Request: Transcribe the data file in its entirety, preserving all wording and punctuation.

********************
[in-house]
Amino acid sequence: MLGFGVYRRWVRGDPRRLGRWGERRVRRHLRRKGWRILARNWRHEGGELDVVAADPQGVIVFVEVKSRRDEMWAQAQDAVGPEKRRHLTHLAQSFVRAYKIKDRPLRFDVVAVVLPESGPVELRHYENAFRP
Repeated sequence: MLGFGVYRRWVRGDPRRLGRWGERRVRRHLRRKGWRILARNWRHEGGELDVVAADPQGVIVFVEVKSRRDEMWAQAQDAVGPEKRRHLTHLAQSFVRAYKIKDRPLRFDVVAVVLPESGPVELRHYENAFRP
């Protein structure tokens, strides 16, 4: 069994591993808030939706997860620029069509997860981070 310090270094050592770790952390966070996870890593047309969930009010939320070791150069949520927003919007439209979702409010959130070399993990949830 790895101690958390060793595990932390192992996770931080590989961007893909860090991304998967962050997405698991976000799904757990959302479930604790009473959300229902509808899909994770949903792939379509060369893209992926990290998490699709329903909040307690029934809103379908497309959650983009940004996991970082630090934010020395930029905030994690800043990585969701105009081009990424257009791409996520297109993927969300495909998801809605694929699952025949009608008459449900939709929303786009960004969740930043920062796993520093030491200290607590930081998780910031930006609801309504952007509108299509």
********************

[in-house]
Amino acid sequence: MLGFGVYRRWVRGDPRRLGRWGERRVRRHLRRKGWRILARNWRHEGGELDVVAADPQGVIVFVEVKSRRDEMWAQAQDAVGPEKRRHLTHLAQSFVRAYKIKDRPLRFDVVAVVLPESGPVELRHYENAFRP
Repeated sequence: MLGFGVYRRWVRGDPRRLGRWGERRVRRHLRRKGWRILARNWRHEGGELDVVAADPQGVIVFVEVKSRRDEMWAQAQDAVGPEKRRHLTHLAQSFVRAYKIKDRPLRFDVVAVVLPESGPVELRHYENAFRP
């Protein structure tokens, strides 16, 4: 069994591993808030939706997860620029069509997860981070 310090270094050592770790952390966070996870890593047309969930009010939320070791150069949520927003919007439209979702409010959130070399993990949830 790895101690958390060793595990932390192992996770931080590989961007893909860090991304998967962050997405698991976000799904757990959302479930604790009473959300229902509808899909994770949903792939379509060369893209992926990290998490699709329903909040307690029934809103379908497309959650983009940004996991970082630090934010020395930029905030994690800043990585969701105009081009990424257009791409996520297109993927969300495909998801809605694929699952025949009608008459449900939709929303786009960004969740930043920062796993520093030491200290607590930081998780910031930006609801309504952007509108299509």